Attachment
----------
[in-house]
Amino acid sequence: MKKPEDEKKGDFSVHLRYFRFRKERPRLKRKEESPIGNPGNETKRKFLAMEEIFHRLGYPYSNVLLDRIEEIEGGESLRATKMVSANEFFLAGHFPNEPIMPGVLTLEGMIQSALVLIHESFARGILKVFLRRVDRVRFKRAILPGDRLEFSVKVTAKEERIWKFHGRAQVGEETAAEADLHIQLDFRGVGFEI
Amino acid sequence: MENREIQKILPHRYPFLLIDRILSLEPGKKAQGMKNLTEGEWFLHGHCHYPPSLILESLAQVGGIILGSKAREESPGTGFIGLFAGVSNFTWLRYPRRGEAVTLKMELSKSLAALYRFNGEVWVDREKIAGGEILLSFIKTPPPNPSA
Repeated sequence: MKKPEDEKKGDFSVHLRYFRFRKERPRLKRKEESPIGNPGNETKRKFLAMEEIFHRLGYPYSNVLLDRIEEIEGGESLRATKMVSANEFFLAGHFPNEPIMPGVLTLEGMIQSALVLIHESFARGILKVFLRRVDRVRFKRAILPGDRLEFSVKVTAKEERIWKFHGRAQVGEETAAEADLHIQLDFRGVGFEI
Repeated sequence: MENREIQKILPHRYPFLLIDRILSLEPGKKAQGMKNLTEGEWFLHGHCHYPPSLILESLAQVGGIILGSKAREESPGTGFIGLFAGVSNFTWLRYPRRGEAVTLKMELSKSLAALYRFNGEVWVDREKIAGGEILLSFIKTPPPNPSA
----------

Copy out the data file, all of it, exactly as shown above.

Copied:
[in-house]
Amino acid sequence: MKKPEDEKKGDFSVHLRYFRFRKERPRLKRKEESPIGNPGNETKRKFLAMEEIFHRLGYPYSNVLLDRIEEIEGGESLRATKMVSANEFFLAGHFPNEPIMPGVLTLEGMIQSALVLIHESFARGILKVFLRRVDRVRFKRAILPGDRLEFSVKVTAKEERIWKFHGRAQVGEETAAEADLHIQLDFRGVGFEI
Amino acid sequence: MENREIQKILPHRYPFLLIDRILSLEPGKKAQGMKNLTEGEWFLHGHCHYPPSLILESLAQVGGIILGSKAREESPGTGFIGLFAGVSNFTWLRYPRRGEAVTLKMELSKSLAALYRFNGEVWVDREKIAGGEILLSFIKTPPPNPSA
Repeated sequence: MKKPEDEKKGDFSVHLRYFRFRKERPRLKRKEESPIGNPGNETKRKFLAMEEIFHRLGYPYSNVLLDRIEEIEGGESLRATKMVSANEFFLAGHFPNEPIMPGVLTLEGMIQSALVLIHESFARGILKVFLRRVDRVRFKRAILPGDRLEFSVKVTAKEERIWKFHGRAQVGEETAAEADLHIQLDFRGVGFEI
Repeated sequence: MENREIQKILPHRYPFLLIDRILSLEPGKKAQGMKNLTEGEWFLHGHCHYPPSLILESLAQVGGIILGSKAREESPGTGFIGLFAGVSNFTWLRYPRRGEAVTLKMELSKSLAALYRFNGEVWVDREKIAGGEILLSFIKTPPPNPSA